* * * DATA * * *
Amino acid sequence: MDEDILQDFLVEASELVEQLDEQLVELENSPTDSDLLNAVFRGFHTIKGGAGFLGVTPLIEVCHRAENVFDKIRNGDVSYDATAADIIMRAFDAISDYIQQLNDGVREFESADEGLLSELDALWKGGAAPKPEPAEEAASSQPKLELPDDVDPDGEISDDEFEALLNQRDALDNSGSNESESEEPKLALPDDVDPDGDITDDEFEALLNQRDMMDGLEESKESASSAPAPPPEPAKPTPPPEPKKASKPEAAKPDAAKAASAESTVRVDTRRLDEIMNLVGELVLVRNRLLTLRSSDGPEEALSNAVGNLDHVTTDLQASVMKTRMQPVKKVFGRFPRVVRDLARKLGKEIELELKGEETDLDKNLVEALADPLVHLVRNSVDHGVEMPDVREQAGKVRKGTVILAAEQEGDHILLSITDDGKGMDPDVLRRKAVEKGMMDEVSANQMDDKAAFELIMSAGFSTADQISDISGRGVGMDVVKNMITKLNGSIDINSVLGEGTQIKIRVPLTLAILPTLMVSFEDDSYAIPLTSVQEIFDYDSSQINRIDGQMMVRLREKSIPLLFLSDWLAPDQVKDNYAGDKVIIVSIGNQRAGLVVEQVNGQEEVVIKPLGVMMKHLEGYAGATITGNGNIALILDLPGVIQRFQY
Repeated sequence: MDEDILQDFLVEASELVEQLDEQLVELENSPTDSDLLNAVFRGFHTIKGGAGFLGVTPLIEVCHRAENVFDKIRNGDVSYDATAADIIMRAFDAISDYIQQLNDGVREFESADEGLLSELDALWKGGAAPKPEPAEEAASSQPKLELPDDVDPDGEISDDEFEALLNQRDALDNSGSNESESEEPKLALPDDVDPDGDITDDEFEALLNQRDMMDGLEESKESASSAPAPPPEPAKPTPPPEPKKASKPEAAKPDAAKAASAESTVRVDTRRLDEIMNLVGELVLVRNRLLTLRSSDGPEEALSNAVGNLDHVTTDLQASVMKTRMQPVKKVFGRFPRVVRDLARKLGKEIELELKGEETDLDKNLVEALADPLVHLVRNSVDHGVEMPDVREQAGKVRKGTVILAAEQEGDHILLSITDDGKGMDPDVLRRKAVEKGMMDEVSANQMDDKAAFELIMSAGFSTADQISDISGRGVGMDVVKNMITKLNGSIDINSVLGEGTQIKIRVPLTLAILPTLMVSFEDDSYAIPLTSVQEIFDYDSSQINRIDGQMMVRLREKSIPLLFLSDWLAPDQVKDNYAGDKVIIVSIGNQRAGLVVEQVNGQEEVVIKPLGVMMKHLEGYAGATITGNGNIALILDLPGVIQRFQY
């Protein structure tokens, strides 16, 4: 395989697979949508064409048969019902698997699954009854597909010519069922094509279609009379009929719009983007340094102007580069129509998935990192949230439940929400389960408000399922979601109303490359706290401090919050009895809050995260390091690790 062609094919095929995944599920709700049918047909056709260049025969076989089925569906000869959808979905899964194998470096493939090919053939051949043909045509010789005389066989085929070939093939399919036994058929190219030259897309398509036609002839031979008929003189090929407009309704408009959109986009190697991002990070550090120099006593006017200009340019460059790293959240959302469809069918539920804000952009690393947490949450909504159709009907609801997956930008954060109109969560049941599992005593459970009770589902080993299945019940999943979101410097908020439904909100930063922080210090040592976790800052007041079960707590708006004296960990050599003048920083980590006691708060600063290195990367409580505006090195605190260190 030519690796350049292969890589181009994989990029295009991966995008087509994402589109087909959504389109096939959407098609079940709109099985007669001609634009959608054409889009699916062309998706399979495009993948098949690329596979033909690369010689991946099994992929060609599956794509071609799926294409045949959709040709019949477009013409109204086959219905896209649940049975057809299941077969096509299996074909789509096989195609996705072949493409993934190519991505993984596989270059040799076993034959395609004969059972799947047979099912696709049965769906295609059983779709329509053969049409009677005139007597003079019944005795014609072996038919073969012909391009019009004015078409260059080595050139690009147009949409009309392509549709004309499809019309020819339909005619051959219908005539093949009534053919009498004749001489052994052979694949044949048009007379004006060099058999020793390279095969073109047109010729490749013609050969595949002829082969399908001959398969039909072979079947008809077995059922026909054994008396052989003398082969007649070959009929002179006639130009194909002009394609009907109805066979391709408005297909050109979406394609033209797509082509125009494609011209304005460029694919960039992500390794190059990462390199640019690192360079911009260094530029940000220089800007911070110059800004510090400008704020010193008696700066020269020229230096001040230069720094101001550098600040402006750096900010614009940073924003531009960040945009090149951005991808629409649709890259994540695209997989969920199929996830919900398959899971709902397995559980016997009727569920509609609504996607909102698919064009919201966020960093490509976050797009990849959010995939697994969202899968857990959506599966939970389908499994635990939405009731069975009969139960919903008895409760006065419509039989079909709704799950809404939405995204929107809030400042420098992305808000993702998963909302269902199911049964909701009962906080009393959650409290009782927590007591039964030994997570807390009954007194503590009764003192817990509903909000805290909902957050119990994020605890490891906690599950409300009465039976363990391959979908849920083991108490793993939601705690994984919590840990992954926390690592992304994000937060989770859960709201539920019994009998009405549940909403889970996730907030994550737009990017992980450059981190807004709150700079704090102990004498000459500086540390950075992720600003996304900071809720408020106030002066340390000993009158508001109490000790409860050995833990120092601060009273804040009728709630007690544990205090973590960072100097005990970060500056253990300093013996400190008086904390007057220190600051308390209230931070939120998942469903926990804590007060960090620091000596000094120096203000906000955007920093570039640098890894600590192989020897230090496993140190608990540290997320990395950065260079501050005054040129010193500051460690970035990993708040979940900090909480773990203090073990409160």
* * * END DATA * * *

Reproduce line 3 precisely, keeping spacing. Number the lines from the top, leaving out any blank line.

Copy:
């Protein structure tokens, strides 16, 4: 395989697979949508064409048969019902698997699954009854597909010519069922094509279609009379009929719009983007340094102007580069129509998935990192949230439940929400389960408000399922979601109303490359706290401090919050009895809050995260390091690790 062609094919095929995944599920709700049918047909056709260049025969076989089925569906000869959808979905899964194998470096493939090919053939051949043909045509010789005389066989085929070939093939399919036994058929190219030259897309398509036609002839031979008929003189090929407009309704408009959109986009190697991002990070550090120099006593006017200009340019460059790293959240959302469809069918539920804000952009690393947490949450909504159709009907609801997956930008954060109109969560049941599992005593459970009770589902080993299945019940999943979101410097908020439904909100930063922080210090040592976790800052007041079960707590708006004296960990050599003048920083980590006691708060600063290195990367409580505006090195605190260190 030519690796350049292969890589181009994989990029295009991966995008087509994402589109087909959504389109096939959407098609079940709109099985007669001609634009959608054409889009699916062309998706399979495009993948098949690329596979033909690369010689991946099994992929060609599956794509071609799926294409045949959709040709019949477009013409109204086959219905896209649940049975057809299941077969096509299996074909789509096989195609996705072949493409993934190519991505993984596989270059040799076993034959395609004969059972799947047979099912696709049965769906295609059983779709329509053969049409009677005139007597003079019944005795014609072996038919073969012909391009019009004015078409260059080595050139690009147009949409009309392509549709004309499809019309020819339909005619051959219908005539093949009534053919009498004749001489052994052979694949044949048009007379004006060099058999020793390279095969073109047109010729490749013609050969595949002829082969399908001959398969039909072979079947008809077995059922026909054994008396052989003398082969007649070959009929002179006639130009194909002009394609009907109805066979391709408005297909050109979406394609033209797509082509125009494609011209304005460029694919960039992500390794190059990462390199640019690192360079911009260094530029940000220089800007911070110059800004510090400008704020010193008696700066020269020229230096001040230069720094101001550098600040402006750096900010614009940073924003531009960040945009090149951005991808629409649709890259994540695209997989969920199929996830919900398959899971709902397995559980016997009727569920509609609504996607909102698919064009919201966020960093490509976050797009990849959010995939697994969202899968857990959506599966939970389908499994635990939405009731069975009969139960919903008895409760006065419509039989079909709704799950809404939405995204929107809030400042420098992305808000993702998963909302269902199911049964909701009962906080009393959650409290009782927590007591039964030994997570807390009954007194503590009764003192817990509903909000805290909902957050119990994020605890490891906690599950409300009465039976363990391959979908849920083991108490793993939601705690994984919590840990992954926390690592992304994000937060989770859960709201539920019994009998009405549940909403889970996730907030994550737009990017992980450059981190807004709150700079704090102990004498000459500086540390950075992720600003996304900071809720408020106030002066340390000993009158508001109490000790409860050995833990120092601060009273804040009728709630007690544990205090973590960072100097005990970060500056253990300093013996400190008086904390007057220190600051308390209230931070939120998942469903926990804590007060960090620091000596000094120096203000906000955007920093570039640098890894600590192989020897230090496993140190608990540290997320990395950065260079501050005054040129010193500051460690970035990993708040979940900090909480773990203090073990409160």